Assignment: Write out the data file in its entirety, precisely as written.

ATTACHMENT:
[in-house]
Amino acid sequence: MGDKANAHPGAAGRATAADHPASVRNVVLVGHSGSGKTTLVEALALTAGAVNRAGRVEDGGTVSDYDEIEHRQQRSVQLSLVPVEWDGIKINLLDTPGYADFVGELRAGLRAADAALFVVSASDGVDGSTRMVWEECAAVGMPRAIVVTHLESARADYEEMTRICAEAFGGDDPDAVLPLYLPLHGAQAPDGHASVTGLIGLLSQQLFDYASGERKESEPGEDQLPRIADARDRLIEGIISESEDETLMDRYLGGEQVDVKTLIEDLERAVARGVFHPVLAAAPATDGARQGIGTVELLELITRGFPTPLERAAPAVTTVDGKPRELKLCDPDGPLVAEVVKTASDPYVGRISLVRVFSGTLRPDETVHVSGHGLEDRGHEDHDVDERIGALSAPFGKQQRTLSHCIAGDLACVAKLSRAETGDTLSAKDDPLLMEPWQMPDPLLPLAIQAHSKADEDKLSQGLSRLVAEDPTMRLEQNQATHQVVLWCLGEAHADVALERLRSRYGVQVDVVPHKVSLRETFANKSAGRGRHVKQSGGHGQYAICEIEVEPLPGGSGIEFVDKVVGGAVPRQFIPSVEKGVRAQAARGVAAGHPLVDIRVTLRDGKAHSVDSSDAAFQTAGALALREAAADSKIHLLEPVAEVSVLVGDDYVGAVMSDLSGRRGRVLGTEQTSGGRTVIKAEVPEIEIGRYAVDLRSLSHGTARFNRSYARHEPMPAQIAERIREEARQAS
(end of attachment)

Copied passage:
[in-house]
Amino acid sequence: MGDKANAHPGAAGRATAADHPASVRNVVLVGHSGSGKTTLVEALALTAGAVNRAGRVEDGGTVSDYDEIEHRQQRSVQLSLVPVEWDGIKINLLDTPGYADFVGELRAGLRAADAALFVVSASDGVDGSTRMVWEECAAVGMPRAIVVTHLESARADYEEMTRICAEAFGGDDPDAVLPLYLPLHGAQAPDGHASVTGLIGLLSQQLFDYASGERKESEPGEDQLPRIADARDRLIEGIISESEDETLMDRYLGGEQVDVKTLIEDLERAVARGVFHPVLAAAPATDGARQGIGTVELLELITRGFPTPLERAAPAVTTVDGKPRELKLCDPDGPLVAEVVKTASDPYVGRISLVRVFSGTLRPDETVHVSGHGLEDRGHEDHDVDERIGALSAPFGKQQRTLSHCIAGDLACVAKLSRAETGDTLSAKDDPLLMEPWQMPDPLLPLAIQAHSKADEDKLSQGLSRLVAEDPTMRLEQNQATHQVVLWCLGEAHADVALERLRSRYGVQVDVVPHKVSLRETFANKSAGRGRHVKQSGGHGQYAICEIEVEPLPGGSGIEFVDKVVGGAVPRQFIPSVEKGVRAQAARGVAAGHPLVDIRVTLRDGKAHSVDSSDAAFQTAGALALREAAADSKIHLLEPVAEVSVLVGDDYVGAVMSDLSGRRGRVLGTEQTSGGRTVIKAEVPEIEIGRYAVDLRSLSHGTARFNRSYARHEPMPAQIAERIREEARQAS